Nachtmystium – The World We Left Behind (Century Media)Tuesday, 5th August 2014
The swansong that you see coming means a certain level of pressure to deliver on a level that you’ll be remembered for. It’s been a very long two years for Blake Judd since the release of the formidable Silencing Machine in 2012 and The World We Left Behind currently stands to be the final hurrah for his endeavors beneath the Nachtmystium banner (though given his continual ambiguity, who knows). It’s with that in mind that The World We Left Behind can’t help but feel disappointing given the hype leading up to it and even its place within the greater Nachtmystium canon. Influences and subsequent results abound on this release, all tethered by Judd’s lyrical explorations of the abyssal spheres of addiction and the many terrors they bring but at times it feels old hat, others it feels half-baked. It’s a perplexing release, successful and failing almost in equal measure for a number of reasons.
Rumors have circulated since Silencing Machine’s release in 2012 that Andrew Markuszewski was the driving force behind its excellence and given the strength of his work with Avichi earlier this year compared to what is on display here, it’s kind of hard to argue it. Black metal exists in pieces throughout though it is at its most foremost on the over-long ‘Into The Endless Abyss’ and is matched in other forms by Chromewaves-like bounce of ‘Fireheart’. In other places there is an almost punk-like feel to ‘On The Other Side’ and some legitimate awesome tucked away within the foul pit that is ‘Tear You Down’.
There are times, however, when the contents in reality seem to ring hollow against the shadows of their intent. This is an unfortunate reality on the mid-album title track, which ultimately feels like a broken mirror reflection of songs past (especially from the Assassins) and infused with a dream of the meander, even Judd in a state of nigh-perpetual monotone throughout. Experimentation has long been an aspect of the band’s bent but while the industrial flavor of eras past resurfaces from time to time, the biggest miss comes from the female vocal-draped closer ‘Epitaph For A Dying Star’. The song itself serves well enough with its gradual cascade from point to point (and is even topped off with a set of pleasing solos) but the female vocal that hangs over the first half of the song initially seems completely out of nowhere and, even after repeated listens, still hasn’t settled in properly, something akin to a tumor of sound lodged in the closing minutes of the album’s life, unavoidable and crushing.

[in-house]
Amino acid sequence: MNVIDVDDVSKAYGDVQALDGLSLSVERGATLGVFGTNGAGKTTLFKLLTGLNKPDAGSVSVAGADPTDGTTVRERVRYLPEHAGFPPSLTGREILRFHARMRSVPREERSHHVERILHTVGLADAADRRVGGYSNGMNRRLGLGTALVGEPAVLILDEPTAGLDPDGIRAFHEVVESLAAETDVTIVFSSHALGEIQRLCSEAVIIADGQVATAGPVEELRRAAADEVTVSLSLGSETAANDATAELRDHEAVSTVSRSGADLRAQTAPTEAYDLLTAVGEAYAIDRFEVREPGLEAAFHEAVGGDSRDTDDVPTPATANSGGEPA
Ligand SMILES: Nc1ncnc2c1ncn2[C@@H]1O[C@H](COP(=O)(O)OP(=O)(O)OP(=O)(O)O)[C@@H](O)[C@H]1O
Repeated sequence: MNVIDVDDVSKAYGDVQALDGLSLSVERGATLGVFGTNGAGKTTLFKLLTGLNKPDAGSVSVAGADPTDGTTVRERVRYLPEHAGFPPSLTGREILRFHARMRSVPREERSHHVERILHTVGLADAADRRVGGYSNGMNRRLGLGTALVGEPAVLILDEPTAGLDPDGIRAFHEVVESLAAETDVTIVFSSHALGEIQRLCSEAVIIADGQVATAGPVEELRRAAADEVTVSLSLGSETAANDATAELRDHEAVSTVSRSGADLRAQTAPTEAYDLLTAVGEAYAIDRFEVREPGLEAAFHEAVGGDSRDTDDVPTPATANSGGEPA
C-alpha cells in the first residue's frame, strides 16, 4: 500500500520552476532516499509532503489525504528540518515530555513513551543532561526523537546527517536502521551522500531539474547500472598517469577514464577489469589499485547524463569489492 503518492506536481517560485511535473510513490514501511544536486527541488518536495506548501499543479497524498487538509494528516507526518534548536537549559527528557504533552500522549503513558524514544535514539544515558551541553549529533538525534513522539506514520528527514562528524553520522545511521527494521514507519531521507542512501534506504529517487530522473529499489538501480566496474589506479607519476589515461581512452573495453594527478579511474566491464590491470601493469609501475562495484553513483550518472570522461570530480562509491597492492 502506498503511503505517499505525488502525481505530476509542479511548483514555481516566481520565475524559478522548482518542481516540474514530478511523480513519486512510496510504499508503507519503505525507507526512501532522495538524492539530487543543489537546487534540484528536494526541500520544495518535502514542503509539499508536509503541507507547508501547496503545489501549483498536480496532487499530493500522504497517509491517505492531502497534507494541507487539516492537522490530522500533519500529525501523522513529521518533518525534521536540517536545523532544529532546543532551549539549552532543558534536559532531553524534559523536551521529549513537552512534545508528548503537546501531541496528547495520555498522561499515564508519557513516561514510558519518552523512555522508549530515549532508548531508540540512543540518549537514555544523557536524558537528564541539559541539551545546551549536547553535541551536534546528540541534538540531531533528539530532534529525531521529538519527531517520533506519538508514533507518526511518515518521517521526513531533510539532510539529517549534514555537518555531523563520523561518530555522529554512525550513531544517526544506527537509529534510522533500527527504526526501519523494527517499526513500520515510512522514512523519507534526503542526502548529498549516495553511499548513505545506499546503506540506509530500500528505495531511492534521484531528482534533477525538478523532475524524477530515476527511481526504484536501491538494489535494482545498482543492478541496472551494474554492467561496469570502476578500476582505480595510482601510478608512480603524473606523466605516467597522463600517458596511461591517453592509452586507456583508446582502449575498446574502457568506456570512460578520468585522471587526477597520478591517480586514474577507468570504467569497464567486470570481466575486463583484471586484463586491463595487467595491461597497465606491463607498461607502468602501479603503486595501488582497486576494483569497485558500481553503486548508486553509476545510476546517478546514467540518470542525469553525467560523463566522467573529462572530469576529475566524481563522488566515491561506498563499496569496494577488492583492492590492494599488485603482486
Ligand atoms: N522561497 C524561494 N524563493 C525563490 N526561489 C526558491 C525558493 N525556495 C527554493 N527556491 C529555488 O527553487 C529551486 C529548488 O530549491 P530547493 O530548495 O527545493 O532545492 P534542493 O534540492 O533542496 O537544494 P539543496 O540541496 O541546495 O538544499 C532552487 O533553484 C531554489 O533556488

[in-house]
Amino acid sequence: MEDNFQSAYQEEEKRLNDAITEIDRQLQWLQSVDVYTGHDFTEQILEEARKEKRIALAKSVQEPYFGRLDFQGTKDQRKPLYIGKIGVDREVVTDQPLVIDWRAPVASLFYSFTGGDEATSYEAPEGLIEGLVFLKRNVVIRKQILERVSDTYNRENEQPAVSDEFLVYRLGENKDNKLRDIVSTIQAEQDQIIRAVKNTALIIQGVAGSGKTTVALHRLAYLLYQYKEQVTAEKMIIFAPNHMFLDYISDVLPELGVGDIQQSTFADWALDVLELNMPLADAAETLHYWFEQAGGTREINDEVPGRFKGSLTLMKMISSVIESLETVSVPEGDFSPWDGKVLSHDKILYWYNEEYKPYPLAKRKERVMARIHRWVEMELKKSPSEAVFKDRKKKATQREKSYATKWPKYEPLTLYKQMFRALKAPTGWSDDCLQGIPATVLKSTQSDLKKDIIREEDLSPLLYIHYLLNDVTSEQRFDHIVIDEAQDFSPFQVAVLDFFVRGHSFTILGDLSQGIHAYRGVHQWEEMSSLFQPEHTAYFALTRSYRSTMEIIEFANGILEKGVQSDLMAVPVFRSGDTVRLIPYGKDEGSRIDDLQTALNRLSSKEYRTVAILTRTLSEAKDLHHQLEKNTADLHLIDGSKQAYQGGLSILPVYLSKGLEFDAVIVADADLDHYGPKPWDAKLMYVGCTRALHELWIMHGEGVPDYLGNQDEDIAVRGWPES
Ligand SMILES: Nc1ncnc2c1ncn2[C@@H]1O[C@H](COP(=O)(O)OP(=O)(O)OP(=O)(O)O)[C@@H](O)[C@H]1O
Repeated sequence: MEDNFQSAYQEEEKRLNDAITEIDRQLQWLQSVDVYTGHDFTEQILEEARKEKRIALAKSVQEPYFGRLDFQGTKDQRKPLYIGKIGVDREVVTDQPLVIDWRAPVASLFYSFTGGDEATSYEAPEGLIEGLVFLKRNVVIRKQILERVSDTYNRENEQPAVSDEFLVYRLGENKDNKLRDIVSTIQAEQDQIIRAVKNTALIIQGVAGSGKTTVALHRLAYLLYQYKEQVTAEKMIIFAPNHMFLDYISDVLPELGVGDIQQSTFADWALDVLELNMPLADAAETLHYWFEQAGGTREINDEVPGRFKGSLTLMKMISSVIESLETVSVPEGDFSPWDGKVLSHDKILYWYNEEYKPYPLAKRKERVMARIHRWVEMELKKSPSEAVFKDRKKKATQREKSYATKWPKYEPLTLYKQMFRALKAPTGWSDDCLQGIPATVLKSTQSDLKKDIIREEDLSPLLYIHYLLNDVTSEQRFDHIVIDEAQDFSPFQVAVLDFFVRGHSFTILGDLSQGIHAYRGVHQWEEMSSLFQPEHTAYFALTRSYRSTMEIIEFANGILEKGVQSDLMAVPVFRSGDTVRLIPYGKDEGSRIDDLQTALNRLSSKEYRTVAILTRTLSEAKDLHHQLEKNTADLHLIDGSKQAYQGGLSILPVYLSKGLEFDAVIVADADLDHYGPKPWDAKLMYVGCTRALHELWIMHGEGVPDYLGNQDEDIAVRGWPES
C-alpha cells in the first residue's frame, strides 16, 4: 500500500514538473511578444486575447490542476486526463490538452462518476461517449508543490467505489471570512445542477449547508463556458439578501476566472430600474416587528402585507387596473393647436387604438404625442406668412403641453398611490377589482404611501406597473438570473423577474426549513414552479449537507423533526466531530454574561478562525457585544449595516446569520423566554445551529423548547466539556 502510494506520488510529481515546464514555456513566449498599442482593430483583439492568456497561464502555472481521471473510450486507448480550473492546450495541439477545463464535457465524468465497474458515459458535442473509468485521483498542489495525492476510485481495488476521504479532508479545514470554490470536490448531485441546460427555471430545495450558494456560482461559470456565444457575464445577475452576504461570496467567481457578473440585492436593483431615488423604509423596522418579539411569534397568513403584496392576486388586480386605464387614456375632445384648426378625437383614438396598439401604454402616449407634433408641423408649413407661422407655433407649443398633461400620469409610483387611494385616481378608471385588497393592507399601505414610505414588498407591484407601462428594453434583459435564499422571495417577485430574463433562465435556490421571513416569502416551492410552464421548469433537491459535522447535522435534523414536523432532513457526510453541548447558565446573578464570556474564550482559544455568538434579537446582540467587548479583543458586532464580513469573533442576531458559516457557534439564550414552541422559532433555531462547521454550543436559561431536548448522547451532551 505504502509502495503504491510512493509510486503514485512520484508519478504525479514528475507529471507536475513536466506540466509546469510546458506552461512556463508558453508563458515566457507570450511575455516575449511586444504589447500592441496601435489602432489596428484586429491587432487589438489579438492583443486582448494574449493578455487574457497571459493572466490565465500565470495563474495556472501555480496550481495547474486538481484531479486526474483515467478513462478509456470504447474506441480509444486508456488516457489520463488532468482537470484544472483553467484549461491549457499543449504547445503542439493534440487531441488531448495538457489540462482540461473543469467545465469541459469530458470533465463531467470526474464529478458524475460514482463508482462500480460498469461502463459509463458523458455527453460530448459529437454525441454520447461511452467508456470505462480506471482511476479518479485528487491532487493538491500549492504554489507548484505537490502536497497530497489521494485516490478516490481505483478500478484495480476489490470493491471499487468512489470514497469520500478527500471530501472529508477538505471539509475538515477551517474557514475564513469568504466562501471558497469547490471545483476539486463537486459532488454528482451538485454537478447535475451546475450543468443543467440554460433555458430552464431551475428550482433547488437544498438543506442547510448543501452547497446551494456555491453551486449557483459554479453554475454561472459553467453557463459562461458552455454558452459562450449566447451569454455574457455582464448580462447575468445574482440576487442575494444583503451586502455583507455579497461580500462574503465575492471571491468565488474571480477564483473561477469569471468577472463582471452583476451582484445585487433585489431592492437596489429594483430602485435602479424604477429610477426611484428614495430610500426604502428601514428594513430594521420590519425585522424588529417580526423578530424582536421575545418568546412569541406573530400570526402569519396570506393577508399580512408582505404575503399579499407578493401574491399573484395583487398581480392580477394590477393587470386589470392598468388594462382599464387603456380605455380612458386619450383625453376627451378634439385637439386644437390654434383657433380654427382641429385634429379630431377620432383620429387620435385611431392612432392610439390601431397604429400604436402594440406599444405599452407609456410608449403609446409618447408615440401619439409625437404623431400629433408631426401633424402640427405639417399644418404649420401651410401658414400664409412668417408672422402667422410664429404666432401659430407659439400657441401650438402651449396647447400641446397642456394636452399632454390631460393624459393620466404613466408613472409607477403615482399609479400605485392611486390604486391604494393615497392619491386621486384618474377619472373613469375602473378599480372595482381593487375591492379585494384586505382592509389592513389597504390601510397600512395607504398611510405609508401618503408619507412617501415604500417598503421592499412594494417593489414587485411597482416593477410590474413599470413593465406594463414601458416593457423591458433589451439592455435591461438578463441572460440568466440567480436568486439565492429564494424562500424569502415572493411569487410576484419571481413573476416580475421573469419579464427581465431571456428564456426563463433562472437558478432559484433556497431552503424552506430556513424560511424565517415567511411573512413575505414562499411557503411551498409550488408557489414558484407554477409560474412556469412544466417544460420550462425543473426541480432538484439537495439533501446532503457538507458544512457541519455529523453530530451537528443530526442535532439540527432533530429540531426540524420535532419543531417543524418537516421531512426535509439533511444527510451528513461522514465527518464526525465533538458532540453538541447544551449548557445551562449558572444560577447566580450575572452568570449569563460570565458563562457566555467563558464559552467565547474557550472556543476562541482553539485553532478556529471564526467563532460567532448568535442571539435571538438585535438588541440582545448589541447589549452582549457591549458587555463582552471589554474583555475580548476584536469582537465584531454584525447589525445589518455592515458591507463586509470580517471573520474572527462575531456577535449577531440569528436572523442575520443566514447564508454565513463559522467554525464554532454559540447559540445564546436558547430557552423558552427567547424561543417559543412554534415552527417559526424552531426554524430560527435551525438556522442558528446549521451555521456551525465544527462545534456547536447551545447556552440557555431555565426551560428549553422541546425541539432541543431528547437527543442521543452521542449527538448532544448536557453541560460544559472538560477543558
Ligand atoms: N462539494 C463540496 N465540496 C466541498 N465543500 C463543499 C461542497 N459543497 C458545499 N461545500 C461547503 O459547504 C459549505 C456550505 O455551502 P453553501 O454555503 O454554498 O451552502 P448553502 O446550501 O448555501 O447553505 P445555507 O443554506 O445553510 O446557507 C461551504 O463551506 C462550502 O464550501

For all the pockets of brilliance scattered throughout the length of The World We Left Behind, there is an almost intangible sense of emptiness that continues to ring throughout. Maybe it’s the lack of a quality supporting party, maybe it’s that after the last few years of abuse, addiction, and soul-searing living, Judd just has little left to give. Whatever the cause it’s one of the bigger disappointments not of just this year but for a band of Nachtmystium’s history to end on such a sour, exasperated note. Last year ‘Voyager’ was released in a demo-like form and it seemed to bode well for what would become The World We Left Behind. If it had been left at that perhaps it would’ve left a whisper of wanting in the metal world never to be completely fulfilled, a legacy sealed in an unfinished monument of what could have beens instead of this hollow reality.